I wrote this essay while living overseas and never published it. I guess the Star Wars movie are making me a little home-away-from-homesick.
A lot of people have expressed jealousy over the weather I “enjoy” here in the desert. Don’t get me wrong, the lack of snow shoveling makes everything worth it, but sometimes…sometimes.
Hot. Astonishingly hot. The kind of hot that has you debating if you really want to go to the mall because you’re going to have to walk from the car to the mall over asphalt. You debate malls because of parking situations and consider where you can park that will be close. At Bawadi the parking spaces are covered, but Al Ain Mall has underground parking and now that they doubled the size of that mall it’s a hands down winner. Al Jimi Mall, with crappy parking, few decent stores and no real draw in the food area except for Chili’s, pretty much loses between March and December. You’d think that after a while you’d learn to live with the heat. You don’t. On the upside, Ramadan has been falling in the summer and since the Muslims can’t eat during the day, most everything is closed down all day and open until two in the morning.
You’d think it would cool off and it does, relatively. Normally you’d get the start of “rainy” season. I put rainy in quotes because in addition to living with standard Midwestern American rainstorms, I also spent some time in Korea where rainy season is a solid month of rain. I rotted through a pair of shoes my first year in Korea because they never got to dry. The second year I bought a pair of Crocs specifically for walking to and from school. Rain here means it might sprinkle for half an hour and half of that dries before it hits the ground. This doesn’t stop rain starved Westerners from standing outside, faces upturned, until it stops. This year we had one or two sprinkles that lasted less than ten minutes. I miss rain.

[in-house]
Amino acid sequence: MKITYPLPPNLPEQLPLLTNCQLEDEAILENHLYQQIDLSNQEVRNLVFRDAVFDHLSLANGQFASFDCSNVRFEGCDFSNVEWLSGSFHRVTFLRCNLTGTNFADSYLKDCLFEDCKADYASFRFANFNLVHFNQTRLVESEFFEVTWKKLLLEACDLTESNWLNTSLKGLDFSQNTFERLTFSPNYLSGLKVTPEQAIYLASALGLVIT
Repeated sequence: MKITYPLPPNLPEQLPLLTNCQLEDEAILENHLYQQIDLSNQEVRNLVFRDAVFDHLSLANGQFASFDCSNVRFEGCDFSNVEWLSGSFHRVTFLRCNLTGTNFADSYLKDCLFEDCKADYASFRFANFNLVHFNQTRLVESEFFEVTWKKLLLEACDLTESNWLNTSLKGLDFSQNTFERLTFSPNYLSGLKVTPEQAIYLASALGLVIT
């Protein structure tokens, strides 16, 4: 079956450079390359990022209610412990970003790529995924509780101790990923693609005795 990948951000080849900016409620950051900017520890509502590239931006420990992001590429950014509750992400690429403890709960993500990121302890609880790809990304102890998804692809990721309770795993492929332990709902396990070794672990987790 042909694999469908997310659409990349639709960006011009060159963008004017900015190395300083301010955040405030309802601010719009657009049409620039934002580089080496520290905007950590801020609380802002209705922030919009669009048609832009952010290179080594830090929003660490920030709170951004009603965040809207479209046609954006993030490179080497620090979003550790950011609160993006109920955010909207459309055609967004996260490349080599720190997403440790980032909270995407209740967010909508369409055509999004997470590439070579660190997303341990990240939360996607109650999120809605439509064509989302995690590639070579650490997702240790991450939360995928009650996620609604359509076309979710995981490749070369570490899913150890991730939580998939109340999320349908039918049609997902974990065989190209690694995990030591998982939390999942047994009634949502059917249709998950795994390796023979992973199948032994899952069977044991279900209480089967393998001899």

You’re going to laugh, but this is when it gets cold. I mean it. Cold. Honestly, the temps only drop to 70’s during the day and 50’s at night, but not only are all the buildings here cement, meaning they hold cold, this is where that adapting to the heat kicks you in the butt. I found myself having conversations about how cold it was when it was 80 degrees.
Sometime in March it switches from cold to hot. This transition takes about two weeks. Spring also brings dust storms. Because we didn’t have much in the way of rain we got monster dust storms this year. For days on end the horizon was hazy. The windows and doors of my apartment aren’t sealed fabulously so the dust blows in even when everything is closed up. Another draw back to the lack of rain and the dust storms is that everything is covered with a sheen of tan dust sucking all the color out of the world.
So while the warmth is nice and I do appreciate it, there are days when I’m looking out at a dust, hazy horizon wishing for green. Just a little green.
I loved this. This is great information and fun to read. I’m going to share this post! I also remember reading a post about living across the fence from Oman. That was a great story too. Or maybe you just told me about it.